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Advantages of Integrated Product Development
On the surface, a bunch of different experts working together sounds like a pretty obvious plan, but the advantages they yield for new product development go far beyond individual skills. What makes IPD so beneficial is that it:
Enforces Modernization and Technology
Because IPD thrives on efficiency, it demands that new “shortcuts” and automation be adopted quickly. If CAM and CAD software can automatically share data, why shouldn’t you use the feature set? If flexible project management software can automatically notify everyone of the status of the project and their specific new priorities, it should be done. Outside the managing of the project, innovations in development and manufacturing are made to beat competitors to market. Making long-play investments in R&D for your current project may pay off in the future because the IPT you’ve formed will be working together even more efficiently.
IPD’s principle of continuous process improvement, MVP, and reducing redundancy and rework means costs decrease. Modeling your products digitally limits the number of prototype iterations you have to produce. Long-term vendor relationships mean bulk orders and familiarity working with one another, which reduces miscommunication and costly project chokepoints. You can find savings in every corner of a project.
Reduces Risk of Product Failure
Enforcing, regular, and thorough communication means no design flaw or manufacturing error will slip through the cracks. Involving all stakeholders early means future issues become present, known factors, allowing you to account for everything. As long as the team is working together and sharing notes, product failure is an unlikely outcome.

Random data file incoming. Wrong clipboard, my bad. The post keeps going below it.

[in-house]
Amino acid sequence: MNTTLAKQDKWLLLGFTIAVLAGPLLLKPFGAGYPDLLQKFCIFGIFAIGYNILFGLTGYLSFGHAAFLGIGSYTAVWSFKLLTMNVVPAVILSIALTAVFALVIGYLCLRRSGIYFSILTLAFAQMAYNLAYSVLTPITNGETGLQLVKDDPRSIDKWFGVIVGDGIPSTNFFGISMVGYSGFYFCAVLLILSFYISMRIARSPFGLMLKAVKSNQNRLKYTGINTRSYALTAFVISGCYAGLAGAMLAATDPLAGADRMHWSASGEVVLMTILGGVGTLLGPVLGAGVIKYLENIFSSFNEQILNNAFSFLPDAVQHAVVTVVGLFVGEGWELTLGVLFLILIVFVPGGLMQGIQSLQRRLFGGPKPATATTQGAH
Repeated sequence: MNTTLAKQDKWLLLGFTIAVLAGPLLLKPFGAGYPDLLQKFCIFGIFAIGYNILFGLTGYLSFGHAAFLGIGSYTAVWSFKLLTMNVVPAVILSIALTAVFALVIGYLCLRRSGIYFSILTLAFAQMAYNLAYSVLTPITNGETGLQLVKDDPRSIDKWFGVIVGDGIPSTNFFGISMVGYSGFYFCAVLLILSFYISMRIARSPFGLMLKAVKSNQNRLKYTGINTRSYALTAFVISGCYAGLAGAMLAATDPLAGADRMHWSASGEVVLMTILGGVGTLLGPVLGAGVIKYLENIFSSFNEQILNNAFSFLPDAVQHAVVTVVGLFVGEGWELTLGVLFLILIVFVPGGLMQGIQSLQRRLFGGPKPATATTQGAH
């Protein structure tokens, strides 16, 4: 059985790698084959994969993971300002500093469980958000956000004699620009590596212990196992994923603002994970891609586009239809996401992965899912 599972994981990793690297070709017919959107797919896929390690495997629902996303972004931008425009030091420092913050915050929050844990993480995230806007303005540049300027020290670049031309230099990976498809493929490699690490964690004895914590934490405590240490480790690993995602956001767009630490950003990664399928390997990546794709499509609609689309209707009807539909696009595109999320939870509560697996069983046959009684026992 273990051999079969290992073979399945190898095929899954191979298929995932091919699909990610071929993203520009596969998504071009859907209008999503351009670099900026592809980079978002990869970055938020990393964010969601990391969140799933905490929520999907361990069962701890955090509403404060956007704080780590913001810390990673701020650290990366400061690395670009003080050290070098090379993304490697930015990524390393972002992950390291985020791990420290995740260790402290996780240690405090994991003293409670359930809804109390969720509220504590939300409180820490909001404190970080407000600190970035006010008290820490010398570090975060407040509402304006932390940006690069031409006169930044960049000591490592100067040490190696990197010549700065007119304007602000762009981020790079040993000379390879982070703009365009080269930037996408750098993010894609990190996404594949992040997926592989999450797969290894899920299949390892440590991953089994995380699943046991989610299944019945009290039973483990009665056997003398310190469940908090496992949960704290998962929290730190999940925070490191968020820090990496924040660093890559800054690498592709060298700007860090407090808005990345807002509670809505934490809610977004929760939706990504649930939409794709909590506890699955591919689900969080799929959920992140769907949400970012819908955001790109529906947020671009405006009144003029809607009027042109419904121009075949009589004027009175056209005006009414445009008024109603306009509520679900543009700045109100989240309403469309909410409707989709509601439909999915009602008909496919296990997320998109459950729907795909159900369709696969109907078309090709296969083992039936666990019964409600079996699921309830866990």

Favors Quality and Innovation
Just as product failure is reduced, so too is quality favored by the process, for the same reasons. The strongest minds of each discipline come together and collaborate, rather than non-practitioners dictating direction or partially-committed vendors just phoning in a one-time job. With all teams engaged and invested in the outcome, the best ideas and work will naturally emerge.
On the note of ideas, IPD’s true advantage is that it encourages participation from all stakeholder organizations. With so many perspectives, from the different disciplines on the teams to the customer perspectives brought from research, thoughtful consensus is the only way forward.
How to Form an Integrated Product Team
Creating an IPT takes more than the individuals involved - it requires a well thought-out framework. Providing sections of this is Darren Saravis, CEO and Founder of Nectar Product Development, a firm based entirely on the IPT model. Some background about Nectar Product Development from Darren:
Use the following framework to start organizing your integrated product team:
Develop the Plan
Begin with a customer focus, determining the needs of your customers, which products meet those needs, and what are your current capabilities. Perform a gap analysis on these factors, finding the niches that aren’t being properly served - though you’re building a team; the team must cater to the product in IPD, not the other way around. Then, set up your team structure and determine required resources like hardware, software, space, and outside contractors.
Training and Communication
Once you gather all the elements, it's time to train the team. Communicate the principles of IPD, and structure incentive programs to reward following the plan. Establish team leadership who can keep individual team members on the IPD philosophy. Don’t skimp on investment in training, and use it as an opportunity to cross-pollinate teams who previously seldom interacted, like business strategy and software developers for example. Give them a common language to share.
Improving Development Processes